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CVs and Cover Letters

CVs and Cover Letters

Chloe Daniell is a Consultant at Inspired Selection, specialising in Entry Level applications.

Q1 How long should a cover letter be?

A cover letter should be no longer than one A4 page and be specific to the role you are applying for. Typically, three to five short paragraphs.

Q2 What information do you need to include in a cover letter?

You need to highlight relevant skills & experience for the position you are applying for in mind. This shouldn’t duplicate your CV! Be concise, identify your unique selling points and be positive about what you have to offer.

The most important thing is to tailor you cover letter to the role you are applying for. Why that company? Why that role in particular? Generic cover letters not identifying either of those things don't stand out from the crowd. This is particularly important with entry level.

Q3 How can I make my CV stand out?

Be clear, concise and ensure that you have outlined your key responsibilities for each position. If there is a job description for the role you are applying for, go back to it and see if there are any responsibilities that are on this that aren’t on your CV.

Even things down to different systems that you have used, what social media channels, do you have a blog or an active professional Twitter profile? Think about how you can make yourself stand out from the crowd.

What makes you different to everyone else applying for the role? Why should the hiring manager choose you? Remember that the hiring manager probably doesn't know who you are or what your role involves day-to-day. It can be simple things that you have missed out that prevent you from being selected for interview. I would also recommend referring back to the original job description you were given for each role you have been in. What points can you add or expand on?

Q4 Does a CV need to fit on one page?

There is lots of conflicting advice on CVs - but the quick answer to this is no, but 2 pages should be the maximum.

Q5 What is the most common mistake you see on a CV?

Ooooh what a question! Lots of comments about this one!

  1. Wrong information within personal profiles that aren’t tailored to the role you are applying for.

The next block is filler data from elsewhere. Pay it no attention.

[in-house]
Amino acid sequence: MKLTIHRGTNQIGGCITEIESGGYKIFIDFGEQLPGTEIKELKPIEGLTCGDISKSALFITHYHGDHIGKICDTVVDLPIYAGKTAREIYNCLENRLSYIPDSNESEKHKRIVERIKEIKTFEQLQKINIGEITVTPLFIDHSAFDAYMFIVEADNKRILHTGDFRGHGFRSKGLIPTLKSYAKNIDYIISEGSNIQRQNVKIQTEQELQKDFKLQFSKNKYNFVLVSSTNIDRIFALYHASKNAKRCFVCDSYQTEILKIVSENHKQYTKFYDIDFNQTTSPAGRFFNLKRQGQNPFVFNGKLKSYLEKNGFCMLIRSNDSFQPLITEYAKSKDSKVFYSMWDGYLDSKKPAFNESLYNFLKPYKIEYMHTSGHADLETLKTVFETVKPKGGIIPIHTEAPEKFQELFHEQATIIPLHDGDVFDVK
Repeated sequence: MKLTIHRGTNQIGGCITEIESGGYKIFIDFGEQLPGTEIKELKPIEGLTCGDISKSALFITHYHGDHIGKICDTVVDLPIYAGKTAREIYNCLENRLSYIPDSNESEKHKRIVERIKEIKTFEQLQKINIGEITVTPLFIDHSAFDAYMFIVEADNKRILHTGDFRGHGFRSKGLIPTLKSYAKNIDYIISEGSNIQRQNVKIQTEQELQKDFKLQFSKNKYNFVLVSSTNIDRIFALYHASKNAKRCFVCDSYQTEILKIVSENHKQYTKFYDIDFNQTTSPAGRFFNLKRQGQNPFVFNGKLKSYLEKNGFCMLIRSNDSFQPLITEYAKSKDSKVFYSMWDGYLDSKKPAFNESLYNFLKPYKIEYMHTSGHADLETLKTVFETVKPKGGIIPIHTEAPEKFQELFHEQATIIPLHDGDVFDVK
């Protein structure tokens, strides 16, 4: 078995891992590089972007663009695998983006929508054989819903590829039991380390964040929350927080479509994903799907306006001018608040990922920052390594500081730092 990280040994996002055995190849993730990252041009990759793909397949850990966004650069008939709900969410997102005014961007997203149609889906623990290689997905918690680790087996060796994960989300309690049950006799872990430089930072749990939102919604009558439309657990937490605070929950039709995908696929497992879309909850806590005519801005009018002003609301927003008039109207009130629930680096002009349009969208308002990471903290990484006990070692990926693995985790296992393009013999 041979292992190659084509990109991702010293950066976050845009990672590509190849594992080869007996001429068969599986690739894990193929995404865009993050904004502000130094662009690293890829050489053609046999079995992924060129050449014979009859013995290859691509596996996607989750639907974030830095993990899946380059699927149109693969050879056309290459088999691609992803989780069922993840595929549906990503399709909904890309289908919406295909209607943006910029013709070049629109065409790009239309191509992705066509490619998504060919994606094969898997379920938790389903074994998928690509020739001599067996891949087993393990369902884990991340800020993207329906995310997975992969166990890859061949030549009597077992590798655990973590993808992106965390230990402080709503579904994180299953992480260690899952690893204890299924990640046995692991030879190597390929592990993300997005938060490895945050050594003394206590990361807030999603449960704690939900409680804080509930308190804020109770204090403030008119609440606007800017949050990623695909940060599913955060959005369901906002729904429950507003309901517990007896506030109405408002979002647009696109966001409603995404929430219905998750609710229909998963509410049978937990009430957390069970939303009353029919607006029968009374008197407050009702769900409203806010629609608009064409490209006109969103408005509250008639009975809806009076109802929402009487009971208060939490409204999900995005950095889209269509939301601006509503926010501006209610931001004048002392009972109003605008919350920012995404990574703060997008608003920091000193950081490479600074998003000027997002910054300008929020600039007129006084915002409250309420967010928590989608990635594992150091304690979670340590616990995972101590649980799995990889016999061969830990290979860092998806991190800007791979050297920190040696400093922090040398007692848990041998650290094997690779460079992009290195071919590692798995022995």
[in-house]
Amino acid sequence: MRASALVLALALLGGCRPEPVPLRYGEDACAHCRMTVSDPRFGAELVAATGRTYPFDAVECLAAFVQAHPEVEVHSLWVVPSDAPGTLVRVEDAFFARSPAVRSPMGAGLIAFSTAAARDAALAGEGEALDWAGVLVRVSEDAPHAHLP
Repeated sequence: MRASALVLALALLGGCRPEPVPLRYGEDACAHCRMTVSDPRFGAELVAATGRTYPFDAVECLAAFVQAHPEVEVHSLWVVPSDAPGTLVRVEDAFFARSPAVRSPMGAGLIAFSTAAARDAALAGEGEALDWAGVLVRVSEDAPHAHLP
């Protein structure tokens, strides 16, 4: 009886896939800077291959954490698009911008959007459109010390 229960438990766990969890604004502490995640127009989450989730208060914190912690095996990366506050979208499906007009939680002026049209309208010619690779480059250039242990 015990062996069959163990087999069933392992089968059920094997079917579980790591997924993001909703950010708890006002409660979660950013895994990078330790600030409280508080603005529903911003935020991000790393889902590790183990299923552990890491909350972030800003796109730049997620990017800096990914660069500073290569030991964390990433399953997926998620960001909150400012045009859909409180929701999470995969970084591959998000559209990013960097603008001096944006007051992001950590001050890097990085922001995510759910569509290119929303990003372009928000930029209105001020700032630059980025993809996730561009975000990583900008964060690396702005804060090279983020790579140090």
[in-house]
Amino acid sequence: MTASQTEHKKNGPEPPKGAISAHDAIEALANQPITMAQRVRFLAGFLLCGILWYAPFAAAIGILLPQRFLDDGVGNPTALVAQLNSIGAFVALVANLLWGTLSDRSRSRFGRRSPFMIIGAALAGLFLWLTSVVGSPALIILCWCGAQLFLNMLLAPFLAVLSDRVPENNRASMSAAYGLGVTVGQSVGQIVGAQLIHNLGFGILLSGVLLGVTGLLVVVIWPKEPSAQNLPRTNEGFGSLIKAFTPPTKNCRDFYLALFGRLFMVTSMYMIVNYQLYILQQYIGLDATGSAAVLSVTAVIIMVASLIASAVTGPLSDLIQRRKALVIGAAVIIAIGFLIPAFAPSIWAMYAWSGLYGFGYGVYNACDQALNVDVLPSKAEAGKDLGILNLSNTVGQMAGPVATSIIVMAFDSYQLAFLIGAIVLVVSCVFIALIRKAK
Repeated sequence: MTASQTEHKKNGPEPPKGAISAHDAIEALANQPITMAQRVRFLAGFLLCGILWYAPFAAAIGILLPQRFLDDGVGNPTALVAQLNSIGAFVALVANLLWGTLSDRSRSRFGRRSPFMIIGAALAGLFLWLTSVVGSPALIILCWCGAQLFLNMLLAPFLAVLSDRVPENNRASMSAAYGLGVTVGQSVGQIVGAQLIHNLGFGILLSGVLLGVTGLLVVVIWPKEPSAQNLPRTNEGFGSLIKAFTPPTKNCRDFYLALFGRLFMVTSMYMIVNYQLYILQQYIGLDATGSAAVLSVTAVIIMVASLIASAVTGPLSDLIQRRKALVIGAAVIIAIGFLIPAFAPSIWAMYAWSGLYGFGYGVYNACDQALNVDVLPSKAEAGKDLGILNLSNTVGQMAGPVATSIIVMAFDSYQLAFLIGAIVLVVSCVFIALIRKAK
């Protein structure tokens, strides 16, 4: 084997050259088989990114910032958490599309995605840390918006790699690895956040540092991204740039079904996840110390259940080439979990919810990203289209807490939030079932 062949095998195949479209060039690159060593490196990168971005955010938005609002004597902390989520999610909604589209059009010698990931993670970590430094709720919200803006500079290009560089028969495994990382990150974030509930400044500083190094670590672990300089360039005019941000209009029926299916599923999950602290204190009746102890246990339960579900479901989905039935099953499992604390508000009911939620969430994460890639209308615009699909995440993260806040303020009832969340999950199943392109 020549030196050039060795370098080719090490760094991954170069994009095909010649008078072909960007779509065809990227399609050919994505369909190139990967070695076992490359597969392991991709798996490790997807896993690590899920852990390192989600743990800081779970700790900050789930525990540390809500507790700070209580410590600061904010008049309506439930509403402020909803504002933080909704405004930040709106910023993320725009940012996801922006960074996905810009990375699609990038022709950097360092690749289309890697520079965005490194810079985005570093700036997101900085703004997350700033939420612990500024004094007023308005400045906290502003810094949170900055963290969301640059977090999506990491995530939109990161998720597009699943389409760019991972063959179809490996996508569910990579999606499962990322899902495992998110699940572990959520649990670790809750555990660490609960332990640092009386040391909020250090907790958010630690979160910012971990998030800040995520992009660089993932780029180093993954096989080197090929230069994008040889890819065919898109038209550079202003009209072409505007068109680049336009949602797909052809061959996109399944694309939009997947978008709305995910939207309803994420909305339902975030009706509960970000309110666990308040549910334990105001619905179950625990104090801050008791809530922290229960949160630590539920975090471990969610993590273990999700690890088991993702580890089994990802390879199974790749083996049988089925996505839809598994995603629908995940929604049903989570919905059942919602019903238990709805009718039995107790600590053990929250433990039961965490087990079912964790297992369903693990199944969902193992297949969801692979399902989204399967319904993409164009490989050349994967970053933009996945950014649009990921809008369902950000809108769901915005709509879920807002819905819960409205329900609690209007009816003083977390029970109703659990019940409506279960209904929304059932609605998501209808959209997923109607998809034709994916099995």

2. Including ‘attention to detail’ as a skill but lots of mistakes within CV.
  3. Using templates or columns that are unclear and make your CV difficult to read.
  4. Not putting dates of employment.
  5. Not outlining responsibilities within each position or writing lengthy paragraphs that are unclear instead of concise bullet points.
  6. Listing experience the wrong way round – most recent should be at the top.
  7. Writing CVs in third person! It makes it sound like someone else has written it for you.

Sorry - there isn't just one!

Q6 How many references should I include?

None - references should not be included on the CV. These can be provided at the point of an offer being made. ‘References provided upon request’ can be written on your CV instead.

Q7 Are there any places to share my CV with publishing employers online?

Register with @Inspiredjobs, of course! We have a Vacancy Update Service that will keep you updated with new roles! But other ones could be @SYP_UK @ipghq and @bookcareers

Q8 How often should I update my CV?

When you have a new qualification or positon to add. If you aren’t getting interviews from applications, it is also a good idea to go back to your CV and see if you can make any changes.

Q9 Should I avoid using a template for my CV?

YES!! There are lots of templates around & many of them are too fancy, using unclear columns & graphics. Also, if you think about the amount of people applying for a position, if 99% of the applications are using the same template - you want to stand out from the crowd!

If you would like to speak to someone also passionate about this - @bookcareers held a workshop at the Society of Young Publishers’ Conference 2018.

Q10 How much space should I devote to describing the skills I have?

A lot of your skills can be outlined within the roles you have had to learn and develop these skills. A common mistake I see is someone bullet pointing things like ‘Editorial skills’ but not elaborating -what have you been editing?

Make sure you elaborate & provide context to your skills & experience. What does ‘communication’ mean? Who are you communicating with & how often? For example, ‘liaising with key stakeholders daily’ is a clearer example. What do you mean by administration? What tasks are involved?

Remember that recruiting managers need to know what you do within your role, they aren’t with you day-to-day and might not even understand what your role is - so outlining this is important.

Work in Publishing Week (19th-23rd November 2018) is a week long campaign to celebrate careers in publishing.